Feeding the Homeless on the Holidays
For those who are apprehensive about preparing holiday meals for family guests, consider Sister Ludmilla Benda, a nearly ninety-year old woman who does it weekly for a hundred-or-more hungry strangers.
At Davenport’s Vineyard of Hope, she’ll be serving meals this winter on days when most others are taking a day off.
In downtown Davenport’s Black Hawk hotel lobby, a quintet serenades guests who file along a buffet laden with fruits and silver ovens filled with gourmet foods. But outside the lobby, just about a block away in a modest house adjacent to the hotel's parking lot, Sister LudmillaBenda works along in a small kitchen opening large steel cans, scooping refried beans into large roaster pans and moving them into a cookstove oven.
She cooks in a tiny kitchen, so she only has to turn around from the stove to the sink to rinse cans for recycling.
People ask me for the recipe for something I make, I say, I don't know, I don't have it. I just put things together. Its easier that way.
Sister Ludmilla provides a hot meal on Sundays and holidays such as Thanksgiving and Christmas when other meal charities are closed. And on holidays, she doesn’t just make sandwiches. Sister Ludmilla prepares a main course with all the trimmings. It’s an astonishing feat for a woman who is nearly 90-years old. She says she’s long been retired from an executive career in health care, and now cooks hundreds of meals, without recipes.
“People ask me for the recipe for something I make, I say, I don’t know, I don’t have it. I just put things together. It’s easier that way.”
Although she purchases the food and prepares it, volunteers help serve hungry people who line up half-way down the block outside. One man who was in line commented that he probably wouldn’t eat without Sister Ludmilla’s meal.
“It’s just a way of life. That’s all there is to it. I come here every Sunday….there’s nothing really open.”
When the doors open and the food is served, Sister Ludmilla turns on music from a boom box on a window ledge. Meanwhile, both men and women familiar with the routine rush in to find places at small tables in the house’s small living room. They play card games before food is served. Others go to a sign-up list for laundry privileges and a private shower in the basement. Sister Ludmilla says that they start letting people down to shower as soon as they open the doors and try to get as many people through as they can.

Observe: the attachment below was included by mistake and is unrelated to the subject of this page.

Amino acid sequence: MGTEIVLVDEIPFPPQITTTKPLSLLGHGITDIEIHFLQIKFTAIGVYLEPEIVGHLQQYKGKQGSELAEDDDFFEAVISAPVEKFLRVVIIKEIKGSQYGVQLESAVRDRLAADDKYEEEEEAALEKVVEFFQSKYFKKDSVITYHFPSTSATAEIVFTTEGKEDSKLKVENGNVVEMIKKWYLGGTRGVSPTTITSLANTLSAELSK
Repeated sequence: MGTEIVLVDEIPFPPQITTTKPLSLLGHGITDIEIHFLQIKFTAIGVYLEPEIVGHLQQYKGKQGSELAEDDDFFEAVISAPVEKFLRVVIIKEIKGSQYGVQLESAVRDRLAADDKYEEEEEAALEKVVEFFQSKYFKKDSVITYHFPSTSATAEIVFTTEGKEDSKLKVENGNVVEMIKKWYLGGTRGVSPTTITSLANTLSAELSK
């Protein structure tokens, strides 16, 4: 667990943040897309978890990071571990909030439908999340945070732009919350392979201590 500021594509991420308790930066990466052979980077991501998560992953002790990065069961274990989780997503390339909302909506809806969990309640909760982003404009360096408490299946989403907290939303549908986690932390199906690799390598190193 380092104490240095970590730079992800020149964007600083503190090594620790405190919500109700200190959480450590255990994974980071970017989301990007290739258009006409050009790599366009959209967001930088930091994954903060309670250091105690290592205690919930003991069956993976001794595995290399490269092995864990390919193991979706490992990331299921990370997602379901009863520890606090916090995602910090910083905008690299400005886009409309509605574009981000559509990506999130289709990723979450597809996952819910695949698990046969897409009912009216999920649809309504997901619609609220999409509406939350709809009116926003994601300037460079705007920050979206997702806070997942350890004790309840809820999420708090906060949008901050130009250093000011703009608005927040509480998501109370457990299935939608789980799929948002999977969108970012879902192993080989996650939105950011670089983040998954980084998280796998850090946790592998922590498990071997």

“Someone is down there now. He’ll take his clothes off that he has on, stick’em in the wash machine. Sometimes they don’t have any other clothes except those they have on. I have a robe down there. They can put on a robe and stay down in the basement until the laundry is done. They really appreciate that. So we start as soon as they come in, and we go until about one-thirty or so.”
George Mister is one of a handful of volunteers that helps keep things running smoothly. He has been here on Sundays for about 10 years. “Sister Ludmilla is a wonderful person. She is another Mother Teresa.”
Before the food is served, Sister Ludmilla says grace and then allows folks to load their plates from a buffet line of casserole dishes and a couple of dutch ovens on the small kitchen table. A dozen or so find places at a couple of tables in the small living room, but most go to picnic tables on the asphalt parking lot outside the house.
Looking across the lot, they can see people loading their luggage into vehicles parked at the Black Hawk hotel. But in the Vineyard of Hope’s parking lot Sister Ludmilla lifts the back lid on her vehicle. It’s loaded with socks, shoes and other clothing items from bargain-hunting during the past week. She gives it away to her guests.
And on Christmas Day, she’ll be serving meals—and giving basic necessities-- to those without.